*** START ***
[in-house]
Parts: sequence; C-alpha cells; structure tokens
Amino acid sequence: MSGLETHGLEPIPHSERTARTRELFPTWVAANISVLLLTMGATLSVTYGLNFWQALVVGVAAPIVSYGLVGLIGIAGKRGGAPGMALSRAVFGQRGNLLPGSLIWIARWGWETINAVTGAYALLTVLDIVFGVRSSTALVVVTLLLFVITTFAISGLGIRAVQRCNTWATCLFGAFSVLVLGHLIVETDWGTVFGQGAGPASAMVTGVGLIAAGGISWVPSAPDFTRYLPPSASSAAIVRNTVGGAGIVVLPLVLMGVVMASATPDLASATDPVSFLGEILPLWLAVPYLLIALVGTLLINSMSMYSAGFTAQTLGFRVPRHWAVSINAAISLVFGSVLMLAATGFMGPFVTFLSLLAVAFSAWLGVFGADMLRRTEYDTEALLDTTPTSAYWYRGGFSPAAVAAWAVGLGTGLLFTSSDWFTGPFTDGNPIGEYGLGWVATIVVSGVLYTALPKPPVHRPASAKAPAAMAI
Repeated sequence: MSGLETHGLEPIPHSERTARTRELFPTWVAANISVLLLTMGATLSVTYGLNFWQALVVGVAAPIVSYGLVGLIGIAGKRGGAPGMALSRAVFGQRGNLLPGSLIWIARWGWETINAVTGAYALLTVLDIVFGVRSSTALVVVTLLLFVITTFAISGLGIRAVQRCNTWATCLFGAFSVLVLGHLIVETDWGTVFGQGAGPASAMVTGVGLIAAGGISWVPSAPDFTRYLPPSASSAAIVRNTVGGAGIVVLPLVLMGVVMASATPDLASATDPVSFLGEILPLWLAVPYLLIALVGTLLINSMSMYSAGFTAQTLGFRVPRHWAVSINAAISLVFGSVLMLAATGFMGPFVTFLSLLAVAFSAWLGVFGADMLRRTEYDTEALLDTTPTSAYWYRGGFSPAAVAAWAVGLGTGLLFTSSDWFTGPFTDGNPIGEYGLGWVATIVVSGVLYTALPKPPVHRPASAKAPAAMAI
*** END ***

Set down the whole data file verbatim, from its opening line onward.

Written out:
[in-house]
Parts: sequence; C-alpha cells; structure tokens
Amino acid sequence: MSGLETHGLEPIPHSERTARTRELFPTWVAANISVLLLTMGATLSVTYGLNFWQALVVGVAAPIVSYGLVGLIGIAGKRGGAPGMALSRAVFGQRGNLLPGSLIWIARWGWETINAVTGAYALLTVLDIVFGVRSSTALVVVTLLLFVITTFAISGLGIRAVQRCNTWATCLFGAFSVLVLGHLIVETDWGTVFGQGAGPASAMVTGVGLIAAGGISWVPSAPDFTRYLPPSASSAAIVRNTVGGAGIVVLPLVLMGVVMASATPDLASATDPVSFLGEILPLWLAVPYLLIALVGTLLINSMSMYSAGFTAQTLGFRVPRHWAVSINAAISLVFGSVLMLAATGFMGPFVTFLSLLAVAFSAWLGVFGADMLRRTEYDTEALLDTTPTSAYWYRGGFSPAAVAAWAVGLGTGLLFTSSDWFTGPFTDGNPIGEYGLGWVATIVVSGVLYTALPKPPVHRPASAKAPAAMAI
Repeated sequence: MSGLETHGLEPIPHSERTARTRELFPTWVAANISVLLLTMGATLSVTYGLNFWQALVVGVAAPIVSYGLVGLIGIAGKRGGAPGMALSRAVFGQRGNLLPGSLIWIARWGWETINAVTGAYALLTVLDIVFGVRSSTALVVVTLLLFVITTFAISGLGIRAVQRCNTWATCLFGAFSVLVLGHLIVETDWGTVFGQGAGPASAMVTGVGLIAAGGISWVPSAPDFTRYLPPSASSAAIVRNTVGGAGIVVLPLVLMGVVMASATPDLASATDPVSFLGEILPLWLAVPYLLIALVGTLLINSMSMYSAGFTAQTLGFRVPRHWAVSINAAISLVFGSVLMLAATGFMGPFVTFLSLLAVAFSAWLGVFGADMLRRTEYDTEALLDTTPTSAYWYRGGFSPAAVAAWAVGLGTGLLFTSSDWFTGPFTDGNPIGEYGLGWVATIVVSGVLYTALPKPPVHRPASAKAPAAMAI